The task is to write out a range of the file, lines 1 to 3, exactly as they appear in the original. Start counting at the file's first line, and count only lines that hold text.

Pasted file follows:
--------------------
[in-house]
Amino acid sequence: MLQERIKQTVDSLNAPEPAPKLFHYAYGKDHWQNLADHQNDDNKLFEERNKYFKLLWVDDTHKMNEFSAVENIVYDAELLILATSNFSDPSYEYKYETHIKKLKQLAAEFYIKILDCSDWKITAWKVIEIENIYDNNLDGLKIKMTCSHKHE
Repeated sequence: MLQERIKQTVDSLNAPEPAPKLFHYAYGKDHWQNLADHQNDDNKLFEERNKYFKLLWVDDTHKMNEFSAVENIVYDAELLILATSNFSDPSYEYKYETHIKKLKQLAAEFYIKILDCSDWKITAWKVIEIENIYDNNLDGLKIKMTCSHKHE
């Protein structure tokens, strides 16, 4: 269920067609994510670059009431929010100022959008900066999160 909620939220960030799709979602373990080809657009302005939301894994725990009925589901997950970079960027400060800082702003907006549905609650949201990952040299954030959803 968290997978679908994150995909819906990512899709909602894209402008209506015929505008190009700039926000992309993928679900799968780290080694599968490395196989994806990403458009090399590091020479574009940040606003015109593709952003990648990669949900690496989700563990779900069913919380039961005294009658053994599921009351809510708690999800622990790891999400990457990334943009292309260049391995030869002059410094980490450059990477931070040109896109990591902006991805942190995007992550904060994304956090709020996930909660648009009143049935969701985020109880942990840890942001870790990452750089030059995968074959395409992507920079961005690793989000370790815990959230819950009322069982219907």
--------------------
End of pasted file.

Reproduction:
[in-house]
Amino acid sequence: MLQERIKQTVDSLNAPEPAPKLFHYAYGKDHWQNLADHQNDDNKLFEERNKYFKLLWVDDTHKMNEFSAVENIVYDAELLILATSNFSDPSYEYKYETHIKKLKQLAAEFYIKILDCSDWKITAWKVIEIENIYDNNLDGLKIKMTCSHKHE
Repeated sequence: MLQERIKQTVDSLNAPEPAPKLFHYAYGKDHWQNLADHQNDDNKLFEERNKYFKLLWVDDTHKMNEFSAVENIVYDAELLILATSNFSDPSYEYKYETHIKKLKQLAAEFYIKILDCSDWKITAWKVIEIENIYDNNLDGLKIKMTCSHKHE